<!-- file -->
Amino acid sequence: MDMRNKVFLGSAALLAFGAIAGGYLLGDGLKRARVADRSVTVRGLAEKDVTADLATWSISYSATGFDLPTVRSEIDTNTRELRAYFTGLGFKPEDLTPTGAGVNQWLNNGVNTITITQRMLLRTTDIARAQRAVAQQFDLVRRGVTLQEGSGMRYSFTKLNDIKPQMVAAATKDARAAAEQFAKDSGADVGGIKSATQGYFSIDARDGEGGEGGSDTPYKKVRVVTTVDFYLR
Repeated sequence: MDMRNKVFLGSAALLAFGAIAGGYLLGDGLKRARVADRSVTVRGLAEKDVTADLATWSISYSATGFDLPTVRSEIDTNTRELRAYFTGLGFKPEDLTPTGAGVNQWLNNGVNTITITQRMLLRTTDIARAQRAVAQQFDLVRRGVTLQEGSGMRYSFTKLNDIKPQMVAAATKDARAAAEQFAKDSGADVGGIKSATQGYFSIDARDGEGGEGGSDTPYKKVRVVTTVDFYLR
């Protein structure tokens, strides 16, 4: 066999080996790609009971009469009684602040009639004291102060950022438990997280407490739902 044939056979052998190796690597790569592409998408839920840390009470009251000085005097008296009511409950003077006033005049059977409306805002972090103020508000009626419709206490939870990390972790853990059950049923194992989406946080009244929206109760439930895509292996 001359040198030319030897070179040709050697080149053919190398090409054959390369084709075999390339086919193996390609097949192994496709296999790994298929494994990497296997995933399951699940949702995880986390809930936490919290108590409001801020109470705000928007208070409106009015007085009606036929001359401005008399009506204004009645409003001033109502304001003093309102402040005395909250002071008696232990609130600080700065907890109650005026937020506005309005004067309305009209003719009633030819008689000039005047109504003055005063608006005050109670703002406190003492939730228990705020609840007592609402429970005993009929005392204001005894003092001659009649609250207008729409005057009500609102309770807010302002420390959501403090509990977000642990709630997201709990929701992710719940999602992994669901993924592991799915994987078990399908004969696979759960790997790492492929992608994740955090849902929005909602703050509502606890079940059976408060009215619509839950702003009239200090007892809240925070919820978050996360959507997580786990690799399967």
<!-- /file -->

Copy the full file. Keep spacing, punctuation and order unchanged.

Amino acid sequence: MDMRNKVFLGSAALLAFGAIAGGYLLGDGLKRARVADRSVTVRGLAEKDVTADLATWSISYSATGFDLPTVRSEIDTNTRELRAYFTGLGFKPEDLTPTGAGVNQWLNNGVNTITITQRMLLRTTDIARAQRAVAQQFDLVRRGVTLQEGSGMRYSFTKLNDIKPQMVAAATKDARAAAEQFAKDSGADVGGIKSATQGYFSIDARDGEGGEGGSDTPYKKVRVVTTVDFYLR
Repeated sequence: MDMRNKVFLGSAALLAFGAIAGGYLLGDGLKRARVADRSVTVRGLAEKDVTADLATWSISYSATGFDLPTVRSEIDTNTRELRAYFTGLGFKPEDLTPTGAGVNQWLNNGVNTITITQRMLLRTTDIARAQRAVAQQFDLVRRGVTLQEGSGMRYSFTKLNDIKPQMVAAATKDARAAAEQFAKDSGADVGGIKSATQGYFSIDARDGEGGEGGSDTPYKKVRVVTTVDFYLR
């Protein structure tokens, strides 16, 4: 066999080996790609009971009469009684602040009639004291102060950022438990997280407490739902 044939056979052998190796690597790569592409998408839920840390009470009251000085005097008296009511409950003077006033005049059977409306805002972090103020508000009626419709206490939870990390972790853990059950049923194992989406946080009244929206109760439930895509292996 001359040198030319030897070179040709050697080149053919190398090409054959390369084709075999390339086919193996390609097949192994496709296999790994298929494994990497296997995933399951699940949702995880986390809930936490919290108590409001801020109470705000928007208070409106009015007085009606036929001359401005008399009506204004009645409003001033109502304001003093309102402040005395909250002071008696232990609130600080700065907890109650005026937020506005309005004067309305009209003719009633030819008689000039005047109504003055005063608006005050109670703002406190003492939730228990705020609840007592609402429970005993009929005392204001005894003092001659009649609250207008729409005057009500609102309770807010302002420390959501403090509990977000642990709630997201709990929701992710719940999602992994669901993924592991799915994987078990399908004969696979759960790997790492492929992608994740955090849902929005909602703050509502606890079940059976408060009215619509839950702003009239200090007892809240925070919820978050996360959507997580786990690799399967």